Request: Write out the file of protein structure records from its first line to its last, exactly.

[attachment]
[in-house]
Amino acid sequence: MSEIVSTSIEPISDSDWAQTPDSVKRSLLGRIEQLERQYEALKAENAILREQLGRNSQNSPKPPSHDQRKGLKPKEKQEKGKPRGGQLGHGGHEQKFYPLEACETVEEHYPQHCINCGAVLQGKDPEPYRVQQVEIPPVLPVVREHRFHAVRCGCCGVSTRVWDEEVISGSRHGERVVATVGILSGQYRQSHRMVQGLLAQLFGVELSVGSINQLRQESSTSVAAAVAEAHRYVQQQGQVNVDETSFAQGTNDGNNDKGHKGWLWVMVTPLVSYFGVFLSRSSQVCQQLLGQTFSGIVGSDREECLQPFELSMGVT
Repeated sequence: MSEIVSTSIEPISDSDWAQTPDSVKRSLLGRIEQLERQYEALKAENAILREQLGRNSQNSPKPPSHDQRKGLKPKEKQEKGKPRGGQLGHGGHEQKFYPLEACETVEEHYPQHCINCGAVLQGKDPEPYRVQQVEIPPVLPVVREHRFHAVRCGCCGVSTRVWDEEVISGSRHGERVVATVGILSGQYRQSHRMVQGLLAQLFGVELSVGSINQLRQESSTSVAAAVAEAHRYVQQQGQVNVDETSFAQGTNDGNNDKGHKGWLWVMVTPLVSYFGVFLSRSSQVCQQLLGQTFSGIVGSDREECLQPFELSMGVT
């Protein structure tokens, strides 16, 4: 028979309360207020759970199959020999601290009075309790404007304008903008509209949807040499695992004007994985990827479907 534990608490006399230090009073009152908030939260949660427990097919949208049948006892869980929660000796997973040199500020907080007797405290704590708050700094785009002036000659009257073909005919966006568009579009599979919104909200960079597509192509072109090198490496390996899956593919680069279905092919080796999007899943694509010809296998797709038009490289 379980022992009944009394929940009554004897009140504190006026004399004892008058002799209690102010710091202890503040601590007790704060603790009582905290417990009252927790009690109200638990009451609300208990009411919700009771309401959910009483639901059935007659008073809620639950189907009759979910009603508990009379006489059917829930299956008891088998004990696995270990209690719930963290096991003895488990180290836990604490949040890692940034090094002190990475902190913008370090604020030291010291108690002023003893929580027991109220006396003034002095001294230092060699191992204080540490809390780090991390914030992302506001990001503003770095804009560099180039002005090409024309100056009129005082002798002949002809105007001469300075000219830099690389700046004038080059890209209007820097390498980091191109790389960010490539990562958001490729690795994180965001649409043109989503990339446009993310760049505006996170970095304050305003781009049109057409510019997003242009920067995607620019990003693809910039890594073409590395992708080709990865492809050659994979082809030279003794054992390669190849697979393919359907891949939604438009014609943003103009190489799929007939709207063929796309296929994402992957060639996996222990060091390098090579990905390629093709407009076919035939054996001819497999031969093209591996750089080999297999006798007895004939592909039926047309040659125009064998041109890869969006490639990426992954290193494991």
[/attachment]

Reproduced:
[in-house]
Amino acid sequence: MSEIVSTSIEPISDSDWAQTPDSVKRSLLGRIEQLERQYEALKAENAILREQLGRNSQNSPKPPSHDQRKGLKPKEKQEKGKPRGGQLGHGGHEQKFYPLEACETVEEHYPQHCINCGAVLQGKDPEPYRVQQVEIPPVLPVVREHRFHAVRCGCCGVSTRVWDEEVISGSRHGERVVATVGILSGQYRQSHRMVQGLLAQLFGVELSVGSINQLRQESSTSVAAAVAEAHRYVQQQGQVNVDETSFAQGTNDGNNDKGHKGWLWVMVTPLVSYFGVFLSRSSQVCQQLLGQTFSGIVGSDREECLQPFELSMGVT
Repeated sequence: MSEIVSTSIEPISDSDWAQTPDSVKRSLLGRIEQLERQYEALKAENAILREQLGRNSQNSPKPPSHDQRKGLKPKEKQEKGKPRGGQLGHGGHEQKFYPLEACETVEEHYPQHCINCGAVLQGKDPEPYRVQQVEIPPVLPVVREHRFHAVRCGCCGVSTRVWDEEVISGSRHGERVVATVGILSGQYRQSHRMVQGLLAQLFGVELSVGSINQLRQESSTSVAAAVAEAHRYVQQQGQVNVDETSFAQGTNDGNNDKGHKGWLWVMVTPLVSYFGVFLSRSSQVCQQLLGQTFSGIVGSDREECLQPFELSMGVT
């Protein structure tokens, strides 16, 4: 028979309360207020759970199959020999601290009075309790404007304008903008509209949807040499695992004007994985990827479907 534990608490006399230090009073009152908030939260949660427990097919949208049948006892869980929660000796997973040199500020907080007797405290704590708050700094785009002036000659009257073909005919966006568009579009599979919104909200960079597509192509072109090198490496390996899956593919680069279905092919080796999007899943694509010809296998797709038009490289 379980022992009944009394929940009554004897009140504190006026004399004892008058002799209690102010710091202890503040601590007790704060603790009582905290417990009252927790009690109200638990009451609300208990009411919700009771309401959910009483639901059935007659008073809620639950189907009759979910009603508990009379006489059917829930299956008891088998004990696995270990209690719930963290096991003895488990180290836990604490949040890692940034090094002190990475902190913008370090604020030291010291108690002023003893929580027991109220006396003034002095001294230092060699191992204080540490809390780090991390914030992302506001990001503003770095804009560099180039002005090409024309100056009129005082002798002949002809105007001469300075000219830099690389700046004038080059890209209007820097390498980091191109790389960010490539990562958001490729690795994180965001649409043109989503990339446009993310760049505006996170970095304050305003781009049109057409510019997003242009920067995607620019990003693809910039890594073409590395992708080709990865492809050659994979082809030279003794054992390669190849697979393919359907891949939604438009014609943003103009190489799929007939709207063929796309296929994402992957060639996996222990060091390098090579990905390629093709407009076919035939054996001819497999031969093209591996750089080999297999006798007895004939592909039926047309040659125009064998041109890869969006490639990426992954290193494991």